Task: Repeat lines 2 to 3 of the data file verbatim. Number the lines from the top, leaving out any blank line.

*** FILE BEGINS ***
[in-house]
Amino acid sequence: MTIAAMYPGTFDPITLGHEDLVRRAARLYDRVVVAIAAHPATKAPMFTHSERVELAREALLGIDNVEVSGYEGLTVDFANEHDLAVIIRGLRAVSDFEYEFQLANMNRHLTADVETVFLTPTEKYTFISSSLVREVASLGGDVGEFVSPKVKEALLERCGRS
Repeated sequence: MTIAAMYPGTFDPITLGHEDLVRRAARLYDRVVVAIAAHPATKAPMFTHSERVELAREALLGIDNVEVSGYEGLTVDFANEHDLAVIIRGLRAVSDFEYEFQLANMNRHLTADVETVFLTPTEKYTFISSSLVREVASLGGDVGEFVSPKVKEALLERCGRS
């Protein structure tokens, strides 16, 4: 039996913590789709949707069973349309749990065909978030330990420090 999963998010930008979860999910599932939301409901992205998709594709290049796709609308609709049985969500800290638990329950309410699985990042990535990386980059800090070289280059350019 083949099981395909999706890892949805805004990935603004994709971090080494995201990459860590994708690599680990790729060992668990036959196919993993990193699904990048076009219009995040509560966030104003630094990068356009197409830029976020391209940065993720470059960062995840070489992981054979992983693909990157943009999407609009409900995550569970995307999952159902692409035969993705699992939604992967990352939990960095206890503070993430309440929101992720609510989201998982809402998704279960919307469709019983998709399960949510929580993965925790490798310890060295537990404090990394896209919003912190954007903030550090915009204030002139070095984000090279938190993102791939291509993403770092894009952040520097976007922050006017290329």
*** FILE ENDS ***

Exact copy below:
Amino acid sequence: MTIAAMYPGTFDPITLGHEDLVRRAARLYDRVVVAIAAHPATKAPMFTHSERVELAREALLGIDNVEVSGYEGLTVDFANEHDLAVIIRGLRAVSDFEYEFQLANMNRHLTADVETVFLTPTEKYTFISSSLVREVASLGGDVGEFVSPKVKEALLERCGRS
Repeated sequence: MTIAAMYPGTFDPITLGHEDLVRRAARLYDRVVVAIAAHPATKAPMFTHSERVELAREALLGIDNVEVSGYEGLTVDFANEHDLAVIIRGLRAVSDFEYEFQLANMNRHLTADVETVFLTPTEKYTFISSSLVREVASLGGDVGEFVSPKVKEALLERCGRS